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Apple, Google, Tesla, sued for allegedly benefitting from DRC child labour

By Romain Gras
Posted on Wednesday, 18 December 2019 06:53

Near a mine in Rubaya in eastern DRC, a sign denounces child labour. REUTERS/Baz Ratner

Apple, Microsoft, Dell, Tesla, and Google’s parent company, Alphabet are facing legal action in a U.S. Federal Court after a coalition of researchers and lawyers filed a complaint on Monday, 16 December 2019. They’re accusing the firms of "aiding and abetting child labour" in Congolese cobalt mines.

The International Rights Advocates (IRAdvocates) –  a group specialising in the prosecution of multinational firms – has compiled a 79-page civil lawsuit on behalf of 14 plaintiffs.

They’re accusing all five technology giants of knowingly profiting from child labour in DRC’s cobalt mines. 

The lawyers also claim to have proof that the companies helped and encouraged the owners of the mines.

40,000 children in the mines of Katanga

Congo produces 60% of the world’s cobalt. The metal is a key component of rechargeable lithium-ion batteries, which are mainly used in electric cars, and mobile phones.

In 2014, the United Nations children’s agency, UNICEF estimated that 40,000 children were working in Katangan mines in the DRC. 

  • “Very often, it is children who work on the sites of mining companies in an ‘artisanal’ way. The companies that manage official mines let it happen, even if they regularly denounce ‘theft’, claiming that these artisanal miners act without their knowledge,” says Roger-Claude Liwanga, a lawyer for the plaintiffs.

Liwanga is a researcher at Harvard University and professor of law and international negotiations at Emory University. He’s also a specialist on child labour in Congolese mines.

  • “The reality is that the cobalt mining sector in the DRC depends on children, with men and women performing the work in primitive conditions. It is a fertile breeding ground for technology giants who seek cobalt at a lower cost and use it with knowledge,” adds Liwanga.

“Substantial support”

The lawsuit does not accuse U.S. multinationals of hiring child workers. The plaintiffs are accusing them of “knowingly benefiting from and providing substantial support to this ‘artisanal’ mining system in the DRC.”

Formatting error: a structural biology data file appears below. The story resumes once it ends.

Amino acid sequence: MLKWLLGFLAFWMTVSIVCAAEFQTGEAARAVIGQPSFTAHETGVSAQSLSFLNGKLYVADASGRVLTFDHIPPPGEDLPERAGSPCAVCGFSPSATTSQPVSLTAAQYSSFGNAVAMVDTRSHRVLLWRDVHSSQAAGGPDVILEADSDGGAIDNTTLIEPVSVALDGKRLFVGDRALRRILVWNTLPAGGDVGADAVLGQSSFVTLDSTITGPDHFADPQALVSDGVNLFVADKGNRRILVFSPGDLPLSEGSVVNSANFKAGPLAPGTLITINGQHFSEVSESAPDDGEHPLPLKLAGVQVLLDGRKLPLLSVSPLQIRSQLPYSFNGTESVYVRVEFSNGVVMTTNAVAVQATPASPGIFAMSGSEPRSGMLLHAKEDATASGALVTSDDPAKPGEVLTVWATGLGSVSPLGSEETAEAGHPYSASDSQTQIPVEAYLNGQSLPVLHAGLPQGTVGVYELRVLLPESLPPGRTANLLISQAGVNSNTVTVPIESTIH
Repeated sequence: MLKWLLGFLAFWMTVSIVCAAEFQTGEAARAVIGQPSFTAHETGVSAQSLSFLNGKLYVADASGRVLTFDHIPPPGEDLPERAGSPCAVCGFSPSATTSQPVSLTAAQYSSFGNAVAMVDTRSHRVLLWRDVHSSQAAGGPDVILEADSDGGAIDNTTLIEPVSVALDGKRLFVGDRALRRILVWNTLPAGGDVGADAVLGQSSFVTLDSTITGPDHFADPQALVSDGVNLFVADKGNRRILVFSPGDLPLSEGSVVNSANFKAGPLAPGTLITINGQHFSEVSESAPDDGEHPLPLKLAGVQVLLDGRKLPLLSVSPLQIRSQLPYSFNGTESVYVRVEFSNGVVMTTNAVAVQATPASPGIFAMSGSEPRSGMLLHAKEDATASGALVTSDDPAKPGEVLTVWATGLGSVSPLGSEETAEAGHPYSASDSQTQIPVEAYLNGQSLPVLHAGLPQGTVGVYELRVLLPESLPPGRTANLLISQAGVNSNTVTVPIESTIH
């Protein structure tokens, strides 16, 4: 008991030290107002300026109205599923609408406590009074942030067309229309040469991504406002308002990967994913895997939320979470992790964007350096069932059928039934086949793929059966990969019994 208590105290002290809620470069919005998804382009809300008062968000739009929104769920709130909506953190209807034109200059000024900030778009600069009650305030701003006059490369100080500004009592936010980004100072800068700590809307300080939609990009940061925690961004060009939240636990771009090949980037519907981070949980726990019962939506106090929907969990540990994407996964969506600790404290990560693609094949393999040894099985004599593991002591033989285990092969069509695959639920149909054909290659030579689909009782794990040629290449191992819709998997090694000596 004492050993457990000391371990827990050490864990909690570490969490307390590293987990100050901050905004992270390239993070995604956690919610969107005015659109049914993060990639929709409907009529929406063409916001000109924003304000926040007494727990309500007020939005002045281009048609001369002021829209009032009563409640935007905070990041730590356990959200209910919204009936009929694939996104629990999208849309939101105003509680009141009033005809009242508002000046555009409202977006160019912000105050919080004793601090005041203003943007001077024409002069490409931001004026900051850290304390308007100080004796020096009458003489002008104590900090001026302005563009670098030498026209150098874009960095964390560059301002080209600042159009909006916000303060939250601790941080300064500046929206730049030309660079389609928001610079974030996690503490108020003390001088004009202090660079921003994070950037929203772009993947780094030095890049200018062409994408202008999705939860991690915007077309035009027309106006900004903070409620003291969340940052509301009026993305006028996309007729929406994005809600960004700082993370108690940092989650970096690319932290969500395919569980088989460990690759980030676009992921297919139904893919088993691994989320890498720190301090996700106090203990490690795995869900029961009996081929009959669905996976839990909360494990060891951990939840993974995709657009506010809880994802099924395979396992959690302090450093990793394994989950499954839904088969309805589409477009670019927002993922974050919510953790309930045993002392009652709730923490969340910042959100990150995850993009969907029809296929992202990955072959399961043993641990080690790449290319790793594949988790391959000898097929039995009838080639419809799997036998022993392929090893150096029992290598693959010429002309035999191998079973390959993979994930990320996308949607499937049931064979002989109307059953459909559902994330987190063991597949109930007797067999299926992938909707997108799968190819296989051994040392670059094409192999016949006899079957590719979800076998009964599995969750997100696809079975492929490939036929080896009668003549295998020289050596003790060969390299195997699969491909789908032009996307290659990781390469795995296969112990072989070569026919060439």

Over several months, IRAdvocates traced the cobalt supply chain and found two key suppliers: China’s Huayou Cobalt and the Swiss mining giant Glencore. They allegedly benefit from child labour in cobalt mines through several companies, which own and operate mining sites in Lualaba and Haut-Katanga.

According to the court papers, Huayou Cobalt supplies cobalt to Apple. The Chinese firm also owns Congo Dongfang Mining (CDM) and Compagnie Miniere de Musonoie (COMUS), which operate in Lualaba.

The lawsuit claims that several workers have been injured at CDM.

The Belgium company, Umicore is also one of Apple’s suppliers. Umicore processes cobalt for the Swiss group, Glencore, before selling the metal to other companies. Glencore and Umicore formalised their partnership in May 2018.

Glencore owns three companies in the DRC – Kamoto Copper Company, Katanga Mining, and Mutanda Mining (MUMI) – where several workers have allegedly been injured.

Many intermediaries

IRAdvocates says technology companies cannot ignore the working conditions faced by miners who extract cobalt for them.

In 2016, Amnesty International named CDM and Huayou Cobalt in its report, entitled “That’s why people die, human rights abuses in the DRC fuel the global cobalt trade”. The human rights group also questioned Apple about the working conditions at the mines where it sources the metal.

According to IRAdvocates, companies are aware of the risks posed to workers. In February 2019, Apple published a “Statement on Combating Trafficking in Human Beings and Slavery in Its Activities and Supply Chain”, saying it supports several initiatives to expose potential abuses among its suppliers.

  • “Everything is done to confuse the supply chain. Companies are trying to hide behind the many intermediaries involved in it,” says Liwanga.

IRAdvocates believes that it now has enough evidence, including personal testimonies, photos, and videos to ask for reparations. The complaint “is a first step” towards justice.

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